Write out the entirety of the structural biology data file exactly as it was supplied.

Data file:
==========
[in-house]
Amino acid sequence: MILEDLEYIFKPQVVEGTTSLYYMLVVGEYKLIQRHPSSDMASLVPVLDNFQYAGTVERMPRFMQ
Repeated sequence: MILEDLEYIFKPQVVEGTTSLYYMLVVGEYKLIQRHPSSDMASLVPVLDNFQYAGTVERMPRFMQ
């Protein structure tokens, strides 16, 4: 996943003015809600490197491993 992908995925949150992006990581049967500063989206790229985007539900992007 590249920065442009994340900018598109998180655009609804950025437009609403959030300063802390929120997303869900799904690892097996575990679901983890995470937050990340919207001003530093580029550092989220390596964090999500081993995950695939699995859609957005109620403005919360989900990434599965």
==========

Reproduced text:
[in-house]
Amino acid sequence: MILEDLEYIFKPQVVEGTTSLYYMLVVGEYKLIQRHPSSDMASLVPVLDNFQYAGTVERMPRFMQ
Repeated sequence: MILEDLEYIFKPQVVEGTTSLYYMLVVGEYKLIQRHPSSDMASLVPVLDNFQYAGTVERMPRFMQ
């Protein structure tokens, strides 16, 4: 996943003015809600490197491993 992908995925949150992006990581049967500063989206790229985007539900992007 590249920065442009994340900018598109998180655009609804950025437009609403959030300063802390929120997303869900799904690892097996575990679901983890995470937050990340919207001003530093580029550092989220390596964090999500081993995950695939699995859609957005109620403005919360989900990434599965």